Charmaine and her family have been working to update their 1966 contemporary home for months, focusing many of their efforts on replacing the miles of outdated green carpet. They asked us for advice back in May, and have been hard at work implementing some of the suggestions they received.
"Several months ago I posted a question on the DC site about replacing the green carpet in my 1966 split-level (My favorite response was something like "Babies bounce.") Anyway, I thought I would send a follow up pic of the floors... we chose large format gray tile, which flows seamlessly from the living room, entry hall, dining room, and kitchen. They were high-quality tiles which weren't cheap, but they work well and have been a snap to clean.
For the outside we hired a concrete expert, who told us that it would be a "crime" to cover up our 50 year old aggregate, and instead told us we should grind it down to a terrazzo-like finish. This worked great, for a fraction of the cost (something like $3/square foot, instead of $20+ to place tile or reapply a concrete topper).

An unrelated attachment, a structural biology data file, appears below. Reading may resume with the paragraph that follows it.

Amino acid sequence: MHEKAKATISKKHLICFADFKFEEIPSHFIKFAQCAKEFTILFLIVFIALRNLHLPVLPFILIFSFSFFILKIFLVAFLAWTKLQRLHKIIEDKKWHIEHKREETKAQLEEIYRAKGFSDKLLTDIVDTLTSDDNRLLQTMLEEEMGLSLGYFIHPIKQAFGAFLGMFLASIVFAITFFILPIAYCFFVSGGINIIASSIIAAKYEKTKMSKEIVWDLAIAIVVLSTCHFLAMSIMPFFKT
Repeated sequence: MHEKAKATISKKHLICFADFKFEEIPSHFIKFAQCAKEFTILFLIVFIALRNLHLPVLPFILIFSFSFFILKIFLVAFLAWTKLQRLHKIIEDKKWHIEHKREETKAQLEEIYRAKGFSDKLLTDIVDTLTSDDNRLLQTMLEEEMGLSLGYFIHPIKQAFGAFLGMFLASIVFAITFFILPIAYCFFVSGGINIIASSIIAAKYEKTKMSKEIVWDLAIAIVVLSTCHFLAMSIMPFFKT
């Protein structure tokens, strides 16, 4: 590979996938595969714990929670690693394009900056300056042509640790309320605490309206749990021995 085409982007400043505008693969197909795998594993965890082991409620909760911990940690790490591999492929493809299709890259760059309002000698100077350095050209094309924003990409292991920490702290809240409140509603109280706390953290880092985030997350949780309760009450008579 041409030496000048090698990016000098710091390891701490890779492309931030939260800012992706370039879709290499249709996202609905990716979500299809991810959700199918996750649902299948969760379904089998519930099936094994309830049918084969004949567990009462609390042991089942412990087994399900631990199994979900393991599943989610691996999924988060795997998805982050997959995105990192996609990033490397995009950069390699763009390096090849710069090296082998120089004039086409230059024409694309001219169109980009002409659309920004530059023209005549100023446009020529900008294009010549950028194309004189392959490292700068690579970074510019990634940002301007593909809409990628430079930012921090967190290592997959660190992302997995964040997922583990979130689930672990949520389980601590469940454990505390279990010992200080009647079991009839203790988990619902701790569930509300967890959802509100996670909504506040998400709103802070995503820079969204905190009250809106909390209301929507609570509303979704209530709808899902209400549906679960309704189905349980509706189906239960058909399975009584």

We just finished a green reno of the kitchen as well, so you will notice that there is now a hole in the wall between the DR and LR awaiting some bar stools. Our new question is concerning our dining room. We've gotten stumped on what kind of chair would be stylish and comfortable to go with our table (which we bought from the former owners, who had it made for the room.) We already know that we are going to replace the traditional carpet with something else (shag?) My husband would like something like a leather slipper chair, but it seems too boring to me. I would like something ultra modern, but everything I pick looks uncomfortable to him. I feel like we will be sitting on our old IKEA chairs forever. Does anyone have any suggestions that are definitely comfortable, but trendy as well? Since we probably won't have the opportunity to sit on one of these chairs before investing in 10 of them, we'd appreciate comments from people who have actual posterior experience with one. "
Great job Charmaine! Would anyone like to share their chair recommendations?